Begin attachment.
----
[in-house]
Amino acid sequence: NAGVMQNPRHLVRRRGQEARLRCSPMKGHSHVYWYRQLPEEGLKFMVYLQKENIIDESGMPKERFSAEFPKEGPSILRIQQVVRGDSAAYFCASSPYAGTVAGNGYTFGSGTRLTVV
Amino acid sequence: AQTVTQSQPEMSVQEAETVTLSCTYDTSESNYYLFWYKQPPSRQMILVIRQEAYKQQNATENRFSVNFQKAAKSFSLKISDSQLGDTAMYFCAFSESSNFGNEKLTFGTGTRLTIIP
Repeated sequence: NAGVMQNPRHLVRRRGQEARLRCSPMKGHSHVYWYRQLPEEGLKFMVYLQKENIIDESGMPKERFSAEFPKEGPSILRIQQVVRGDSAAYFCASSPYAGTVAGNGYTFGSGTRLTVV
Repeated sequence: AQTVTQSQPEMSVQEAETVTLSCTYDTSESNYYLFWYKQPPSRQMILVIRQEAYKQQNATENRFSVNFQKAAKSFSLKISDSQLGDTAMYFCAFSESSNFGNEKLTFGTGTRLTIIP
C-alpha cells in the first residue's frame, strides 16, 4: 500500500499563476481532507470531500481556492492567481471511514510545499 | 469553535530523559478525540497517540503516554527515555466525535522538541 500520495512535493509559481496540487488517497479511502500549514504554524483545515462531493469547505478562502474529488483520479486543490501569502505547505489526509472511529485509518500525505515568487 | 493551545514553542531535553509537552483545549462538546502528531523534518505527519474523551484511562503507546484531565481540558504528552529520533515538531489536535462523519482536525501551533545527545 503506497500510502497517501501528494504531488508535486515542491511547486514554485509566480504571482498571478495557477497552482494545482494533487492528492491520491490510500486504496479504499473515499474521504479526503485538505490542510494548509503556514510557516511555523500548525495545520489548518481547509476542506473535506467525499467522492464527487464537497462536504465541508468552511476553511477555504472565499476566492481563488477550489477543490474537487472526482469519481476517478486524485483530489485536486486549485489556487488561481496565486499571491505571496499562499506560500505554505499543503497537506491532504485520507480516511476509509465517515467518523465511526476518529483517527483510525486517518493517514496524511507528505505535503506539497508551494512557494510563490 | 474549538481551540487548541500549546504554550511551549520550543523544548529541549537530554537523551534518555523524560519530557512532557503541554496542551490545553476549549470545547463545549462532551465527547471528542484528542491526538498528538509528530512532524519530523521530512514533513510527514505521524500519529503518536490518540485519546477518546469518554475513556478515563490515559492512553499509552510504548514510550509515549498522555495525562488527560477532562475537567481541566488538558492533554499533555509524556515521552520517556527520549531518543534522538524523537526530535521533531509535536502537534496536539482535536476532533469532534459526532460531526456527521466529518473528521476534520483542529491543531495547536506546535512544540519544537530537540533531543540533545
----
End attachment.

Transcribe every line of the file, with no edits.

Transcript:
[in-house]
Amino acid sequence: NAGVMQNPRHLVRRRGQEARLRCSPMKGHSHVYWYRQLPEEGLKFMVYLQKENIIDESGMPKERFSAEFPKEGPSILRIQQVVRGDSAAYFCASSPYAGTVAGNGYTFGSGTRLTVV
Amino acid sequence: AQTVTQSQPEMSVQEAETVTLSCTYDTSESNYYLFWYKQPPSRQMILVIRQEAYKQQNATENRFSVNFQKAAKSFSLKISDSQLGDTAMYFCAFSESSNFGNEKLTFGTGTRLTIIP
Repeated sequence: NAGVMQNPRHLVRRRGQEARLRCSPMKGHSHVYWYRQLPEEGLKFMVYLQKENIIDESGMPKERFSAEFPKEGPSILRIQQVVRGDSAAYFCASSPYAGTVAGNGYTFGSGTRLTVV
Repeated sequence: AQTVTQSQPEMSVQEAETVTLSCTYDTSESNYYLFWYKQPPSRQMILVIRQEAYKQQNATENRFSVNFQKAAKSFSLKISDSQLGDTAMYFCAFSESSNFGNEKLTFGTGTRLTIIP
C-alpha cells in the first residue's frame, strides 16, 4: 500500500499563476481532507470531500481556492492567481471511514510545499 | 469553535530523559478525540497517540503516554527515555466525535522538541 500520495512535493509559481496540487488517497479511502500549514504554524483545515462531493469547505478562502474529488483520479486543490501569502505547505489526509472511529485509518500525505515568487 | 493551545514553542531535553509537552483545549462538546502528531523534518505527519474523551484511562503507546484531565481540558504528552529520533515538531489536535462523519482536525501551533545527545 503506497500510502497517501501528494504531488508535486515542491511547486514554485509566480504571482498571478495557477497552482494545482494533487492528492491520491490510500486504496479504499473515499474521504479526503485538505490542510494548509503556514510557516511555523500548525495545520489548518481547509476542506473535506467525499467522492464527487464537497462536504465541508468552511476553511477555504472565499476566492481563488477550489477543490474537487472526482469519481476517478486524485483530489485536486486549485489556487488561481496565486499571491505571496499562499506560500505554505499543503497537506491532504485520507480516511476509509465517515467518523465511526476518529483517527483510525486517518493517514496524511507528505505535503506539497508551494512557494510563490 | 474549538481551540487548541500549546504554550511551549520550543523544548529541549537530554537523551534518555523524560519530557512532557503541554496542551490545553476549549470545547463545549462532551465527547471528542484528542491526538498528538509528530512532524519530523521530512514533513510527514505521524500519529503518536490518540485519546477518546469518554475513556478515563490515559492512553499509552510504548514510550509515549498522555495525562488527560477532562475537567481541566488538558492533554499533555509524556515521552520517556527520549531518543534522538524523537526530535521533531509535536502537534496536539482535536476532533469532534459526532460531526456527521466529518473528521476534520483542529491543531495547536506546535512544540519544537530537540533531543540533545